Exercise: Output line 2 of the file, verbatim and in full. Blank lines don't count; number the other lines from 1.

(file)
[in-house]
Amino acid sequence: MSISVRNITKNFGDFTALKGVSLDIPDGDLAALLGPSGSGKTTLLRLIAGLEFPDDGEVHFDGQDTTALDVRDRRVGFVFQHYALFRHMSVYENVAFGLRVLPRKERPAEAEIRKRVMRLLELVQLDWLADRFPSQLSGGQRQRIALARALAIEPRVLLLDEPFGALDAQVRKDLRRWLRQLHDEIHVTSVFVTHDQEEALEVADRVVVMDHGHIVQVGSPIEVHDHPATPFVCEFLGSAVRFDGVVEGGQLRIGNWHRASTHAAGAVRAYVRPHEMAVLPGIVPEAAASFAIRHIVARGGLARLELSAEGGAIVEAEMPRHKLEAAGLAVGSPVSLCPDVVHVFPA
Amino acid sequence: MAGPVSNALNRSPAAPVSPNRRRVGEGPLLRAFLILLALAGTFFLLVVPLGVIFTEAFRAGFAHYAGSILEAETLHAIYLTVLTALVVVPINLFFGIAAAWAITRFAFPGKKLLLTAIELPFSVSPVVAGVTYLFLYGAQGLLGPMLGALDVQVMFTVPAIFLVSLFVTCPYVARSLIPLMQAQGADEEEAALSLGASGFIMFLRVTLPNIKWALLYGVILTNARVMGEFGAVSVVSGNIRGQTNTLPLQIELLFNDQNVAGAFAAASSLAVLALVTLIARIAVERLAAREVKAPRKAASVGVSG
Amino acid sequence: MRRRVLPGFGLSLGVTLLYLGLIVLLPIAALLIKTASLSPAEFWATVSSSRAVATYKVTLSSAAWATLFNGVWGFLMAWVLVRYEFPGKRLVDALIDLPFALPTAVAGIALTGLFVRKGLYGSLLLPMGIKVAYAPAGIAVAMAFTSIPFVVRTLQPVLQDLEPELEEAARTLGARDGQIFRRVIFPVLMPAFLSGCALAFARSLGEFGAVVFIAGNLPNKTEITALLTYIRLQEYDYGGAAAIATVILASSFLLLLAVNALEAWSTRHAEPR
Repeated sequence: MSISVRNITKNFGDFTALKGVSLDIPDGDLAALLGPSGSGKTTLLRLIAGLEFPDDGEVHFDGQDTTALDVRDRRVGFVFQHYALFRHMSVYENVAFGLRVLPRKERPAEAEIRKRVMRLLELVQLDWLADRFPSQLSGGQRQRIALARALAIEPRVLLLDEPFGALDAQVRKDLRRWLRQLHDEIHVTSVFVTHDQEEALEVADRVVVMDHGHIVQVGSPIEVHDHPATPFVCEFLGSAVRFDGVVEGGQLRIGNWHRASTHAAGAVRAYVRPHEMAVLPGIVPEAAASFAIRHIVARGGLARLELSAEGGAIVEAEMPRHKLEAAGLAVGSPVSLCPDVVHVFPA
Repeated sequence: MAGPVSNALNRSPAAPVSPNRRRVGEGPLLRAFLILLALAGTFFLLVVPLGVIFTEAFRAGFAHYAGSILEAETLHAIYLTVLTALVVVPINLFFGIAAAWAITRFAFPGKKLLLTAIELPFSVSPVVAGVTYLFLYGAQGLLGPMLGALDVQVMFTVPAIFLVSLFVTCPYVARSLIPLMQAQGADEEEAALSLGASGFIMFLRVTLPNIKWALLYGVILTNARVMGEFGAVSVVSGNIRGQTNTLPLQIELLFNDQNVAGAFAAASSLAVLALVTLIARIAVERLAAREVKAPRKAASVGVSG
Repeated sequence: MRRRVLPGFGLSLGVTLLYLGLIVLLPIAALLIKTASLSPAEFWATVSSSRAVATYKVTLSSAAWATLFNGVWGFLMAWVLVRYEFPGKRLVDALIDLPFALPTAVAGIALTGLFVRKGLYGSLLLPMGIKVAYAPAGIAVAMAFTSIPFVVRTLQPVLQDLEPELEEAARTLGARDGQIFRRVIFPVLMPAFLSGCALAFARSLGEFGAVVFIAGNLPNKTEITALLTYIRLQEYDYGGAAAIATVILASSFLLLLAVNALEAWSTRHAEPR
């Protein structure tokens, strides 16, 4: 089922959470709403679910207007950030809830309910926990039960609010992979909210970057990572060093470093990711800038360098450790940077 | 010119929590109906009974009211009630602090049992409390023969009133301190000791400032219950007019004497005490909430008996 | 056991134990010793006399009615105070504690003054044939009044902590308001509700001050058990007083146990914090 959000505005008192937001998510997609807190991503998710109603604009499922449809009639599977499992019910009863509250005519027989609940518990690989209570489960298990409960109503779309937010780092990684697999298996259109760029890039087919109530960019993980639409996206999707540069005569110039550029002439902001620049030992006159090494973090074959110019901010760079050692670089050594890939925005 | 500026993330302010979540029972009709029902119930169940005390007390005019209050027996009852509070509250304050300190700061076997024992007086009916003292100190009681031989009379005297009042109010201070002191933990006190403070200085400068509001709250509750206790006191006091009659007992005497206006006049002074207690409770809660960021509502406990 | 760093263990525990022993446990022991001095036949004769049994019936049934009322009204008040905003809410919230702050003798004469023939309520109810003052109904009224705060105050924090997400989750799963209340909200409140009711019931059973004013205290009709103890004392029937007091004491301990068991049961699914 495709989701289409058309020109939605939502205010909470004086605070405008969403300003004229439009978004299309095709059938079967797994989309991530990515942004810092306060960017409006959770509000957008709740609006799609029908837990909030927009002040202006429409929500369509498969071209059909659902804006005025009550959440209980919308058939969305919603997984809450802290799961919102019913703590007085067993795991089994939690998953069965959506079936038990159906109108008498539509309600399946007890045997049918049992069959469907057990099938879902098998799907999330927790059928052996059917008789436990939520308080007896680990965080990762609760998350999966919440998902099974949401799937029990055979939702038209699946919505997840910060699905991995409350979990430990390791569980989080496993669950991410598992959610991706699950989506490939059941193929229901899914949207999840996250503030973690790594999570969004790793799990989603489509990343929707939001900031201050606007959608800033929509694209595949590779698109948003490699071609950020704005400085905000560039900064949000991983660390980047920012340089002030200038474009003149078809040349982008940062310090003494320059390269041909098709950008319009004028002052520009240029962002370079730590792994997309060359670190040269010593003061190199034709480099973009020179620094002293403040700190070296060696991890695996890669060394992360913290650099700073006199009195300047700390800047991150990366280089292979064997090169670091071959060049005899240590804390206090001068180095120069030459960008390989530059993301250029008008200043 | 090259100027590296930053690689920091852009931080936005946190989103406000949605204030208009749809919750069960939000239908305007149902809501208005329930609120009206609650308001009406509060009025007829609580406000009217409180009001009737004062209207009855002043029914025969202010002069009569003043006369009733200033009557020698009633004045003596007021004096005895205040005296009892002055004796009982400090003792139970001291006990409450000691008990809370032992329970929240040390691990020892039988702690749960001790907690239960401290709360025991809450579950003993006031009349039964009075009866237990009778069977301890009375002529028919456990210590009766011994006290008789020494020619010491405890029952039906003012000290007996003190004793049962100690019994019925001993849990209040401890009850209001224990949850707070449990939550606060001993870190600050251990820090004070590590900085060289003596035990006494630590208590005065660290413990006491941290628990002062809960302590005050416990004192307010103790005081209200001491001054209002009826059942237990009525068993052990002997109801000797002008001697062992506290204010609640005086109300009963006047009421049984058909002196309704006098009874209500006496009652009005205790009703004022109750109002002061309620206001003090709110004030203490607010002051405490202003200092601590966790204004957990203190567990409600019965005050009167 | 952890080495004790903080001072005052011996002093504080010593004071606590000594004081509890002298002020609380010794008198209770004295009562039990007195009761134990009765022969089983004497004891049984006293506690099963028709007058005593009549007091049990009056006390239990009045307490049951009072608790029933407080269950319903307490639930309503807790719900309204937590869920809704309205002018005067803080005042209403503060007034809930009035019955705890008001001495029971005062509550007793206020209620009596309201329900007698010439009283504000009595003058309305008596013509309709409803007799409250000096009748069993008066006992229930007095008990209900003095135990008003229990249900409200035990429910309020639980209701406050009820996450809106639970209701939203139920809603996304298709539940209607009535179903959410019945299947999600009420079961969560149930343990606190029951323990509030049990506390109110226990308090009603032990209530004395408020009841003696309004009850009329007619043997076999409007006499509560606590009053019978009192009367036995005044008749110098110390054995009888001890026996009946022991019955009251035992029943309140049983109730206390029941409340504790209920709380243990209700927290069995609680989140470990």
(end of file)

Amino acid sequence: MSISVRNITKNFGDFTALKGVSLDIPDGDLAALLGPSGSGKTTLLRLIAGLEFPDDGEVHFDGQDTTALDVRDRRVGFVFQHYALFRHMSVYENVAFGLRVLPRKERPAEAEIRKRVMRLLELVQLDWLADRFPSQLSGGQRQRIALARALAIEPRVLLLDEPFGALDAQVRKDLRRWLRQLHDEIHVTSVFVTHDQEEALEVADRVVVMDHGHIVQVGSPIEVHDHPATPFVCEFLGSAVRFDGVVEGGQLRIGNWHRASTHAAGAVRAYVRPHEMAVLPGIVPEAAASFAIRHIVARGGLARLELSAEGGAIVEAEMPRHKLEAAGLAVGSPVSLCPDVVHVFPA